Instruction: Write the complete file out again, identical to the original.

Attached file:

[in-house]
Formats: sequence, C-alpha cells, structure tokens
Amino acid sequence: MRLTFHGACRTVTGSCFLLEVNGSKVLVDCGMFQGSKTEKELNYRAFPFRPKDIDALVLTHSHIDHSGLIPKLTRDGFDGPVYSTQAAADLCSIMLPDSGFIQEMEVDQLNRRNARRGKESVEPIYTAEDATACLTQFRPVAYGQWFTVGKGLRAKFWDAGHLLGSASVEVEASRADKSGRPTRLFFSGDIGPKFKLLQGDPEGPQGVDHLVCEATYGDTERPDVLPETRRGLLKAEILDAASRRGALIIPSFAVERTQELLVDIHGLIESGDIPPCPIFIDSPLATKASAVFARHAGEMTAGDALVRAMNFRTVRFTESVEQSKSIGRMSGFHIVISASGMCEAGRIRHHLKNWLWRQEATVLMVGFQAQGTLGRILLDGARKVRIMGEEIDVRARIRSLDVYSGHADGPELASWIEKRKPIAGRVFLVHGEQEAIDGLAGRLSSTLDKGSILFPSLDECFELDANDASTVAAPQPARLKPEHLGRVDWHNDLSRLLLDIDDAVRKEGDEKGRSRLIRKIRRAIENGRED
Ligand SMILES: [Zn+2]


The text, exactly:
[in-house]
Formats: sequence, C-alpha cells, structure tokens
Amino acid sequence: MRLTFHGACRTVTGSCFLLEVNGSKVLVDCGMFQGSKTEKELNYRAFPFRPKDIDALVLTHSHIDHSGLIPKLTRDGFDGPVYSTQAAADLCSIMLPDSGFIQEMEVDQLNRRNARRGKESVEPIYTAEDATACLTQFRPVAYGQWFTVGKGLRAKFWDAGHLLGSASVEVEASRADKSGRPTRLFFSGDIGPKFKLLQGDPEGPQGVDHLVCEATYGDTERPDVLPETRRGLLKAEILDAASRRGALIIPSFAVERTQELLVDIHGLIESGDIPPCPIFIDSPLATKASAVFARHAGEMTAGDALVRAMNFRTVRFTESVEQSKSIGRMSGFHIVISASGMCEAGRIRHHLKNWLWRQEATVLMVGFQAQGTLGRILLDGARKVRIMGEEIDVRARIRSLDVYSGHADGPELASWIEKRKPIAGRVFLVHGEQEAIDGLAGRLSSTLDKGSILFPSLDECFELDANDASTVAAPQPARLKPEHLGRVDWHNDLSRLLLDIDDAVRKEGDEKGRSRLIRKIRRAIENGRED
Ligand SMILES: [Zn+2]